Writing

When Should You Describe Voices in Your Writing?

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Every character should have a unique voice. And by that, I don’t just mean speech patterns, words, attitudes, and so on, I also mean physical voices. For instance, are they high, low, nasal, etc.?

I used to describe what my characters’ voices sounded like in my earlier writing days. And in my book, “The Frights of Fiji,” I do say what a few characters’ voices sound like. Two of them are described with deep voices and one is said to have a high voice. However, those were mainly done for comedic purposes. I originally published “The Frights of Fiji” in 2013 as “From Frights to Flaws.” I now refrain from explaining how my characters’ voices sound, unless it’s important to the stories.

Even my main character’s voice noise isn’t revealed. In the sequel, there is a scene where she sings a certain song. Although I state that she takes chorus at school, I don’t specify if she is an alto or soprano. That is because I want readers to use their envisions to what her voice sounds like.

Many people dislike when characters’ physical appearances are described unless they’re important, otherwise, the readers should get to picture them their ways. I happen to be the opposite with that. I am an advocate for authors to describe their characters with whatever traits they want, as long as it’s not too many (since that can bog down the narrative and be too much to remember), or offensive. I not only believe that writers deserve the right to physically describe their characters, but I also cannot picture characters clearly unless the narrators say what they look like.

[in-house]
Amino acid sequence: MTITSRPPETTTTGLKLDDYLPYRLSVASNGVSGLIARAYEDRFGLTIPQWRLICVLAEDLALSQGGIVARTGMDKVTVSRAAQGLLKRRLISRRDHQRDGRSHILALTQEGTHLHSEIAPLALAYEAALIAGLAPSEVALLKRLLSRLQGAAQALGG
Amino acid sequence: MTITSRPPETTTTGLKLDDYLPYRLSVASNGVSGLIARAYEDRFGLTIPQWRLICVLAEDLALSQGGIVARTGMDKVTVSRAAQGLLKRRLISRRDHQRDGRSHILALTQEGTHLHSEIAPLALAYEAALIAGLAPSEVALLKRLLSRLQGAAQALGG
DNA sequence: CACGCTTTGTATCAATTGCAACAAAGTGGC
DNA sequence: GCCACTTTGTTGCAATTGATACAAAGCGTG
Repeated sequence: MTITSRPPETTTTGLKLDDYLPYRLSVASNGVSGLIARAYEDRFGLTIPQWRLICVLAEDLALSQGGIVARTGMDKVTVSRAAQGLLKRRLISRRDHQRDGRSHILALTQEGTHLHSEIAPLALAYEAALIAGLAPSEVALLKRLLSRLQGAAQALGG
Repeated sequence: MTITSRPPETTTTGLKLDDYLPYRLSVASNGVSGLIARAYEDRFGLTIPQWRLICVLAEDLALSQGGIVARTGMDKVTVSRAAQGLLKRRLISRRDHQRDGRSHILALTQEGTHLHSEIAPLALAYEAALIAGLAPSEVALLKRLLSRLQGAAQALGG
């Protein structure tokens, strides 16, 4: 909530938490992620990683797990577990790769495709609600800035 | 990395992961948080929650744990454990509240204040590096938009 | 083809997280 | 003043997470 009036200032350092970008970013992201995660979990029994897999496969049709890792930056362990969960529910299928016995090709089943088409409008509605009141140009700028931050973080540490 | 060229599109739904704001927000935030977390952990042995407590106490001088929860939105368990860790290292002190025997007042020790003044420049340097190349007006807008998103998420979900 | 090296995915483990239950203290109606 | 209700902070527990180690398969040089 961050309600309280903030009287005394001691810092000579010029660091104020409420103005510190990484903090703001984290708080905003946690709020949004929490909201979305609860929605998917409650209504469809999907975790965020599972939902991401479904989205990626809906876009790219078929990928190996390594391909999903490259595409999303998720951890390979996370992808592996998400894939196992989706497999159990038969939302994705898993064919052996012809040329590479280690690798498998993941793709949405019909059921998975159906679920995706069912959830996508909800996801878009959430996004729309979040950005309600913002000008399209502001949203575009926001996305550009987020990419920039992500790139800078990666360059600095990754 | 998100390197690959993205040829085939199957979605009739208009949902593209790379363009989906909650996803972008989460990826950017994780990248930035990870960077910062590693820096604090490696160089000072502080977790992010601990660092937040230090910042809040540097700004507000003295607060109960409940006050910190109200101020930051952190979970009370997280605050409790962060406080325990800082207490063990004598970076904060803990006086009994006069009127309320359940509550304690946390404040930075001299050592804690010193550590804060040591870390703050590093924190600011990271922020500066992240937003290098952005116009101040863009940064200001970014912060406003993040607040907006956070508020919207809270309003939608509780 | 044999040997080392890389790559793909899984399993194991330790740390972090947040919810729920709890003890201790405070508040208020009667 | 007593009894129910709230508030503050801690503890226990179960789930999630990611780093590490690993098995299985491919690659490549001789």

That being said, it’s the reverse for voices. Since I first wrote Book 1 of my “Magical Missions” series, I learned more about the writing craft, and chose to give up with explaining how characters’ voices sound, except when it’s crucial. I would recommend that to all aspiring writers. A few voice sounds revealed here and there probably won’t matter. Just be sure not to overdo it, or else, it might overwhelm your readers.

Writing

Coming Up with a Terrific Title

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Ah, titles, you’ve got to love them—or dislike them. Titles matter a lot for a book to sell, whether it’s commercially or self-published.